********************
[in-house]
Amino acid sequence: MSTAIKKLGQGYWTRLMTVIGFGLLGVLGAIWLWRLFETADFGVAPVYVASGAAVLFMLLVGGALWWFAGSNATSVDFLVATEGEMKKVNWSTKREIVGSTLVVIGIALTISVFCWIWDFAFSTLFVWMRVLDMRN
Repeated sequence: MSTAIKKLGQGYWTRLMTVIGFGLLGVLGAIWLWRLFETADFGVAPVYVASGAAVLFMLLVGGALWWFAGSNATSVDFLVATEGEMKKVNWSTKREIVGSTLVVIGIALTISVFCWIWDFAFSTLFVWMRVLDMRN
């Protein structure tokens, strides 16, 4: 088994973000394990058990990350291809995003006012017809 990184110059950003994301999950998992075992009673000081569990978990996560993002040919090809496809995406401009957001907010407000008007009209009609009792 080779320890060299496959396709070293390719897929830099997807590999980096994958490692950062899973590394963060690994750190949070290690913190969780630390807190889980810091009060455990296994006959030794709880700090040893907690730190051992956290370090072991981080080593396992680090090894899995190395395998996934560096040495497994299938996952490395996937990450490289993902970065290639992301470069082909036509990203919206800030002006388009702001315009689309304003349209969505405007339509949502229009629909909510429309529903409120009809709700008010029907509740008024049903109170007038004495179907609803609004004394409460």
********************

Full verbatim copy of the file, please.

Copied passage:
[in-house]
Amino acid sequence: MSTAIKKLGQGYWTRLMTVIGFGLLGVLGAIWLWRLFETADFGVAPVYVASGAAVLFMLLVGGALWWFAGSNATSVDFLVATEGEMKKVNWSTKREIVGSTLVVIGIALTISVFCWIWDFAFSTLFVWMRVLDMRN
Repeated sequence: MSTAIKKLGQGYWTRLMTVIGFGLLGVLGAIWLWRLFETADFGVAPVYVASGAAVLFMLLVGGALWWFAGSNATSVDFLVATEGEMKKVNWSTKREIVGSTLVVIGIALTISVFCWIWDFAFSTLFVWMRVLDMRN
């Protein structure tokens, strides 16, 4: 088994973000394990058990990350291809995003006012017809 990184110059950003994301999950998992075992009673000081569990978990996560993002040919090809496809995406401009957001907010407000008007009209009609009792 080779320890060299496959396709070293390719897929830099997807590999980096994958490692950062899973590394963060690994750190949070290690913190969780630390807190889980810091009060455990296994006959030794709880700090040893907690730190051992956290370090072991981080080593396992680090090894899995190395395998996934560096040495497994299938996952490395996937990450490289993902970065290639992301470069082909036509990203919206800030002006388009702001315009689309304003349209969505405007339509949502229009629909909510429309529903409120009809709700008010029907509740008024049903109170007038004495179907609803609004004394409460």